Towards the finish of filming, Beattie was operating on fumes — figuratively and actually, when you think about that he was primarily sweating out the chemical adhesives used to connect the Gimli prosthetics. He and his prosthetic artist Tami Lane had been continuously the first individuals on set in the early hours of the morning to get him able to shoot, after which he’d have hassle sleeping as a result of an onset of insomnia. He took to taking naps, in costume, whereas filming.

“I’d get woken up — ‘Brett, you’re on!’ — and the next thing I knew I’d be running through Fangorn Forest or the Mines of Moria getting chased by goblins,” he remembers. “I wasn’t awake, I wasn’t asleep, I just ended up in this really crazy state of consciousness.”

Beattie was doing far, way over he ever imagined he could be when he first received concerned with the Lord of the Rings movies, and he was definitely going above and past what one would possibly anticipate from a typical stunt performer. The relaxation of the solid knew it, too. This is the place the tattoo is available in, in addition to some of the extra unsavory features of moviemaking.

With the encouragement of his seasoned film star solid members, Beattie, who didn’t have an agent or any film enterprise expertise, requested to get a display screen credit score befitting the quantity of time and energy he’d put into Gimli. The producers agreed, saying that he was going to be listed in the credit as Gimli’s stunt, scale, and photograph double. But every week later, he was informed that he really couldn’t be given the display screen credit score, as a result of “movie politics’’ and “concerns about preserving the illusion that is Gimli.” Beattie is listed in the credit, however simply as a stunt performer. (Sean Astin’s ebook about his time filming Lord of the Rings, There and Back Again: An Actor’s Tale, confirms that Beattie virtually received co-credit for taking part in Gimli.)

Beattie is hesitant to inform this story. As crushing as the bait-and-switch was, he holds no grudges, understands the impulse to guard Gimli as a personality, and he doesn’t need to rock the boat or trigger an argument in the Lord of the Rings world. Still, the lack of a correct display screen credit score was a disappointment after all the things he’d put into the films. The solid picked up on this. While Rhys-Davies is commonly quoted as saying he despatched Beattie to get a tattoo in his stead, Beattie says — and There and Back Again: An Actor’s Tale corroborates — that it was really the relaxation of the solid who reached out to him.

“I remember Elijah Wood actually approached me first and invited me. And to tell you the truth, my biggest concern at the time was John Rhys-Davies. I knew that this wasn’t supposed to be for me to be asked to get this tattoo. So I said I had to think about it,” Beattie explains, including that he relented when Viggo Mortensen and Orlando Bloom requested him once more the following day.

So, on a Sunday afternoon, Beattie, Mortensen, Bloom, Wood, Astin, Ian McKellen, Billy Boyd, and Dominic Monaghan (Sean Bean was already in England, in keeping with Beattie’s recollection) headed to a tattoo parlor in Wellington to get an elvish numeral engraved on their our bodies. It was an honor for Beattie, “No doubt about it.”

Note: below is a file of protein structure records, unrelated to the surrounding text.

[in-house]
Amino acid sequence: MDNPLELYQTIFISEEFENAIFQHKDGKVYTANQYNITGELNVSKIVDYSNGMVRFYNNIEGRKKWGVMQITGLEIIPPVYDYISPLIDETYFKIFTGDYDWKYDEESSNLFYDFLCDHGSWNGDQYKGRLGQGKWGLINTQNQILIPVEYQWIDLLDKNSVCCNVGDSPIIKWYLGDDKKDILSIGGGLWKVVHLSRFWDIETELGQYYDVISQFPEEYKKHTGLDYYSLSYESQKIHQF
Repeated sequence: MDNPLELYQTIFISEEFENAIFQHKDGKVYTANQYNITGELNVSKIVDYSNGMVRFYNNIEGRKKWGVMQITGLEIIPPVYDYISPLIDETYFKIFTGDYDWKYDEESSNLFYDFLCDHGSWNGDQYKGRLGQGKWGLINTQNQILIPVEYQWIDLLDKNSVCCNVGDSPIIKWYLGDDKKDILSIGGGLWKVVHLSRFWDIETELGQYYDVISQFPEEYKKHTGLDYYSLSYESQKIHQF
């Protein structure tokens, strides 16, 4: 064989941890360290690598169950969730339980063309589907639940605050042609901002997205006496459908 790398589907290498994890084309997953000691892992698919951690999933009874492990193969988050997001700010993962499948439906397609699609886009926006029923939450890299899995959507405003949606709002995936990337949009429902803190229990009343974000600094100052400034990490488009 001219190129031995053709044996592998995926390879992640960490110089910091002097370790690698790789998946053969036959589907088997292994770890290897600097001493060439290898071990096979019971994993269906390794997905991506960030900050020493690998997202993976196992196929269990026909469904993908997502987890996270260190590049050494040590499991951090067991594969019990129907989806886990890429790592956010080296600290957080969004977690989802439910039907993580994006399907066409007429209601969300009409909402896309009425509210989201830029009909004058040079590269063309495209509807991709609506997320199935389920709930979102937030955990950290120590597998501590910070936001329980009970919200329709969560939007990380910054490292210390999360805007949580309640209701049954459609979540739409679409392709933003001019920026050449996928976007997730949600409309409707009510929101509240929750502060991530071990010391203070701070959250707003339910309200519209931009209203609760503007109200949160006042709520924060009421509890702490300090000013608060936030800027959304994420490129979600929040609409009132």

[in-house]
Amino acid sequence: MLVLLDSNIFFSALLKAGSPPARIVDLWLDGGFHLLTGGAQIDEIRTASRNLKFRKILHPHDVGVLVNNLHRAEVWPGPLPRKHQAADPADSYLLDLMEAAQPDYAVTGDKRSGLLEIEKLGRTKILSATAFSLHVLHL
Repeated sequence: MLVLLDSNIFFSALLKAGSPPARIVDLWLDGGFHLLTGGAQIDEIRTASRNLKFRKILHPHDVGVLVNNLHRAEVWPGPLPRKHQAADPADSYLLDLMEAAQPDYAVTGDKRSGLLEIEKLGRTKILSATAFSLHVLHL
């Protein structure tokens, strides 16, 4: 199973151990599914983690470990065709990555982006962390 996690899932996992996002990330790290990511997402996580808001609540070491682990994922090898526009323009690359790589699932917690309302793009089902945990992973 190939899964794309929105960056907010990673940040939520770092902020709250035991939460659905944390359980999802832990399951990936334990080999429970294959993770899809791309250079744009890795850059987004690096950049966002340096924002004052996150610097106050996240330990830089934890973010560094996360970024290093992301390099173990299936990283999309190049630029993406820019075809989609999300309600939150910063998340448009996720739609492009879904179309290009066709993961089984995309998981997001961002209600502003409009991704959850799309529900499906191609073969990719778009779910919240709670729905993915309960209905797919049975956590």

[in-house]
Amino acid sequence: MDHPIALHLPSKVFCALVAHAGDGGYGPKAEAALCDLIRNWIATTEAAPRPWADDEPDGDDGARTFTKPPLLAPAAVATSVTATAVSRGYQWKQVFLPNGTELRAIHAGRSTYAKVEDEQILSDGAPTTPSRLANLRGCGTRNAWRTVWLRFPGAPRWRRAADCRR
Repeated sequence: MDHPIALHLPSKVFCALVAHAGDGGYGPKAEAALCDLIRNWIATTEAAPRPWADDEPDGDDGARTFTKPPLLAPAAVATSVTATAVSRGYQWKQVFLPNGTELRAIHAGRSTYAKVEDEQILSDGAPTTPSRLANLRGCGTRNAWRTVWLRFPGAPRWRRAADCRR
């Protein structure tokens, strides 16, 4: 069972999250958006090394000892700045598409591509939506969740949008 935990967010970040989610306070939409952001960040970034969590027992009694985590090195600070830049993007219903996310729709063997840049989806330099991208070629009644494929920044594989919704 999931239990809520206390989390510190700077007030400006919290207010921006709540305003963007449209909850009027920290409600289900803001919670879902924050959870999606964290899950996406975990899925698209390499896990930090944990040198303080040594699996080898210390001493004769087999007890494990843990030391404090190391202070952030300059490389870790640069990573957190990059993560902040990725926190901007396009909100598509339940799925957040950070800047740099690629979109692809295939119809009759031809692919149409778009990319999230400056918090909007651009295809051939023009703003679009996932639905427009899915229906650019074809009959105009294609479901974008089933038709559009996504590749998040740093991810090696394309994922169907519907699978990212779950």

Orlando Bloom holds Brett Beattie’s hand as the latter is tattooed.

Beattie, with Orlando Bloom, getting his Fellowship tattoo.
Photo: Courtesy of Brett Beattie

Beattie’s solely remorse is what occurred after. “After we got the tattoos, Elijah says to me, ‘Myself and a few of the cast members are going into Peter Jackson’s armory today, um, to play with machine guns. Come.’” Still completely exhausted from the rigors of the shoot, he declined.

“I almost feel like I owe the cast some sort of an apology for not digging deeper and making that effort,” Beattie admits. “I spent a lot of time on set with the cast as a professional working. I spent a lot of time with mainly Viggo and Orlando socializing and fishing, but I didn’t have much to do with the [hobbit actors] or Peter Jackson. It was all very professional and that was an opportunity to get to meet them and them to get them to meet me without a mask glued to my face.”

Despite lacking out on some machine-gun bonding, Beattie remains to be without end a member of this particular fellowship. He’s not in contact with the different actors anymore, although Bloom made a particular effort to trace him down and catch up after they each labored on the Hobbit movies. Nowadays, Beattie, who labored with EA Games on the Lord of the Rings video video games after filming and nonetheless takes the occasional stunt position at times, spends most of his time working a local tree farm in Canterbury. He doesn’t present his tattoo off a lot or get any recognition, actually, for what he put into the Lord of the Rings movies.

Despite being thought of (if he’s thought of in any respect) as merely “Gimli’s stunt double,” Beattie is proud of what he completed throughout the making of the movies. “I knew I’d done something harder than I’d ever done in my life, and I knew I’d never work that hard again,” he says, including that he additionally feels that he did one thing good for his nation, contemplating the tangible methods the trilogy benefitted New Zealand’s filmmaking and tourism industries.

Playing Gimli was a life-changing expertise, for extra causes than simply getting some everlasting ink to quietly honor his unsung contributions. Beattie ended our interview by telling the story of his final day of filming. He’d been up till early in the morning for the residence beginning of his first baby, then hopped on a airplane to movie the Two Towers scene the place Gimli will get pinned by a useless warg and snaps an orc’s neck. Within 24 hours, he was again residence holding his child in his arms.

“There aren’t too many people who have been jumped by a warg, killed an orc, and delivered a baby all in the same day,” Beattie says with a smile.

Share on facebook
Share on twitter
Share on pinterest
Share on tumblr